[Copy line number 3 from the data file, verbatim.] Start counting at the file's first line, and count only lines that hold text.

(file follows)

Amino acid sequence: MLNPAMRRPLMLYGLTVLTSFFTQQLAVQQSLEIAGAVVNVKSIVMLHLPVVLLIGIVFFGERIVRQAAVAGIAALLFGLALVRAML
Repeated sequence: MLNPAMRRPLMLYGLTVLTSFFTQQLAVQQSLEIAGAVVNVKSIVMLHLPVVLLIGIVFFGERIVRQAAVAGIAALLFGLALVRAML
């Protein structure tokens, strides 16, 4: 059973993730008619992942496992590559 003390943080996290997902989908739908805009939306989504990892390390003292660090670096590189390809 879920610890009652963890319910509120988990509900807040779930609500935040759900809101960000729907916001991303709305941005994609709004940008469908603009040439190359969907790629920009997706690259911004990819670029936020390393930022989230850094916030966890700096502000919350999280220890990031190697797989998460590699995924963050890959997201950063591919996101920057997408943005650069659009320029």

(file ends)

């Protein structure tokens, strides 16, 4: 059973993730008619992942496992590559 003390943080996290997902989908739908805009939306989504990892390390003292660090670096590189390809 879920610890009652963890319910509120988990509900807040779930609500935040759900809101960000729907916001991303709305941005994609709004940008469908603009040439190359969907790629920009997706690259911004990819670029936020390393930022989230850094916030966890700096502000919350999280220890990031190697797989998460590699995924963050890959997201950063591919996101920057997408943005650069659009320029």